Blank check is only normal at gun point during robbery



Today’s blog post is about “not” writing blank checks to REALTORS®. I got asked whether it’s normal for REALTORS® to ask blank checks when an offer is accepted. While my response was rather funny, here’s the detailed scoop of the discussion my reply-text was followed by.

When making an offer on a house while being represented by a REALTOR®, the buyer may need to write up to two checks once the offer is accepted:

  1. One is the earnest money. Its purpose is to make the contract valid and make the house unavailable for all other potential buyers if the offer is accepted. The amount is usually one percent of the offer price of the home. It is made out to the title company where the buyer plans to close the transaction. It’s refundable if the contingency of the accepted offer is met – eg. the seller accepts the offer contingent upon buyer obtaining third-party financing but the buyer isn’t able to obtain third-party financing. It is credited to the sales price at closing if the transaction goes to closing.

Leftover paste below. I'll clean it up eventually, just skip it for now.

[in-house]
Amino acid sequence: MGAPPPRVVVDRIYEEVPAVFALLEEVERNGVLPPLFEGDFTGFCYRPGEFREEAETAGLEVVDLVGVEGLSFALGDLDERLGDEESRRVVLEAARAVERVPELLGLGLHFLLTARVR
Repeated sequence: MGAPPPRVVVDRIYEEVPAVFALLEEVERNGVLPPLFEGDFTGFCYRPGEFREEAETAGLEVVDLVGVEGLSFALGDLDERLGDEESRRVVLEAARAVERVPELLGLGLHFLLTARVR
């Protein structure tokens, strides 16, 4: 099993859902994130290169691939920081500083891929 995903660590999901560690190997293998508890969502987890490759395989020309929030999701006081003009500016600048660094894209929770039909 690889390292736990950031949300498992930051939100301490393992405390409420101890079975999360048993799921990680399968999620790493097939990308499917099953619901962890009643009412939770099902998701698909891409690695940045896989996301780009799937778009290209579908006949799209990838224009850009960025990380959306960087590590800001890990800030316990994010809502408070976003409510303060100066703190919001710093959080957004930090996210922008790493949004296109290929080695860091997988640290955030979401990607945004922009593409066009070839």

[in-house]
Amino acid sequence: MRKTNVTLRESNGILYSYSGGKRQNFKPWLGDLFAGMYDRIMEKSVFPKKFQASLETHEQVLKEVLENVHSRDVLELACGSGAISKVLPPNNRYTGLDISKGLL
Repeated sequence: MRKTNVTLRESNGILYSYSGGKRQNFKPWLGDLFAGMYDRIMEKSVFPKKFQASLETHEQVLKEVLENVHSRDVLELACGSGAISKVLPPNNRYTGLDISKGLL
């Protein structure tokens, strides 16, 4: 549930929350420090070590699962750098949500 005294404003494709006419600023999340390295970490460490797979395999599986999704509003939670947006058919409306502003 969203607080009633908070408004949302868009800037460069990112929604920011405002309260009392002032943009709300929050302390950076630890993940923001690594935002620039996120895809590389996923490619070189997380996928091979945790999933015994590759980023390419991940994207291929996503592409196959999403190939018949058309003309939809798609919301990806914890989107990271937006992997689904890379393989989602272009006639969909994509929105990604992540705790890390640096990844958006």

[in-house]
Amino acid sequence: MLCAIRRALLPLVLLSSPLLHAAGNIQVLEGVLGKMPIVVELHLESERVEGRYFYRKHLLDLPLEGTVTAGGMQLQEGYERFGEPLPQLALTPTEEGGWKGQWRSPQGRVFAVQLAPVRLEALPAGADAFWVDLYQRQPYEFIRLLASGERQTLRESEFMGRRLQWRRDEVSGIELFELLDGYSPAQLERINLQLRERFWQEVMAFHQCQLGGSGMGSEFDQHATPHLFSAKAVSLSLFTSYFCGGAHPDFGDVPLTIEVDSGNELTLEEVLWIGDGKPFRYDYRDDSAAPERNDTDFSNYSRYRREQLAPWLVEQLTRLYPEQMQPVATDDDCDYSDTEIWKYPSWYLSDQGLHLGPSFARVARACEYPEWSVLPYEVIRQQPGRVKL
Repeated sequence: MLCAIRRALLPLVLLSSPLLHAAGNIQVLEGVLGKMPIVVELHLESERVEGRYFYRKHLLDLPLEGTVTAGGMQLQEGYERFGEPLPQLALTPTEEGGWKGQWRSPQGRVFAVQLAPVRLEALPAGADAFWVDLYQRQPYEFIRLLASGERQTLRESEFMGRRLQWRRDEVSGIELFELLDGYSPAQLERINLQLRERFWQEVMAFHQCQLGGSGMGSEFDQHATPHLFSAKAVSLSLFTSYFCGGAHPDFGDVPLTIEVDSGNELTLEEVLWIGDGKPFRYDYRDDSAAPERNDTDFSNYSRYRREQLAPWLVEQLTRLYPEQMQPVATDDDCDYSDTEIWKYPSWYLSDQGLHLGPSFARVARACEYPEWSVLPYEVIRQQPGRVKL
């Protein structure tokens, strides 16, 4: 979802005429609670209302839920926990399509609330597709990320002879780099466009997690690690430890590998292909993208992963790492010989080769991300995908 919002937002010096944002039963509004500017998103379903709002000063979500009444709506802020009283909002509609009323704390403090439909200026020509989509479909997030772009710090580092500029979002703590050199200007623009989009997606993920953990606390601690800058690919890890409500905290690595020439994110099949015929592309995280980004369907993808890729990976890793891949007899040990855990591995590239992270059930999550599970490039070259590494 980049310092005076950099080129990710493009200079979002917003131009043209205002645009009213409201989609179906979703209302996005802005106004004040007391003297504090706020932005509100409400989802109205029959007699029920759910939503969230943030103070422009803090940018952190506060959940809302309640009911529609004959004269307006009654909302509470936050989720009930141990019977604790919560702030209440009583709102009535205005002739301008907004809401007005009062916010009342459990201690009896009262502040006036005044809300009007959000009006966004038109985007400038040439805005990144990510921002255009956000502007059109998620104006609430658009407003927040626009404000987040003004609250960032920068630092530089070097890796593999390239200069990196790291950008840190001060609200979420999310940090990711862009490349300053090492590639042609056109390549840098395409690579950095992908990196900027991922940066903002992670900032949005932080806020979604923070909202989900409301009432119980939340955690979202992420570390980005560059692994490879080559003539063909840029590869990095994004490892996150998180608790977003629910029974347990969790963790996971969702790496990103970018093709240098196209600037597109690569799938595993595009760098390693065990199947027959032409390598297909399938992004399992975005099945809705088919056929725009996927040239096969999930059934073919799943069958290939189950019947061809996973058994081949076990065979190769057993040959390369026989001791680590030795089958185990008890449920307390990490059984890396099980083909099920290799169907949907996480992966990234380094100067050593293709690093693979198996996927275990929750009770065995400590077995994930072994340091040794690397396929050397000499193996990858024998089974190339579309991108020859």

2. Another is the option fee. Its purpose is for the buyer to get an unrestricted right to terminate the contract by giving the seller a termination notice within a certain period of time, called an option period. The amount is way less than the earnest money and is negotiable between the buyer and the seller. It is made out to the seller. It is non-refundable; however, it can be negotiated to be credited to the sales price at closing if the transaction goes to closing.

In either case, the amount of the check is negotiable and timely written notice will have to be provided to the seller’s agent.

We buy, sell and invest in homes in the DFW area. Give us a call if you or anyone you know of are thinking about selling, buying or investing in real estate.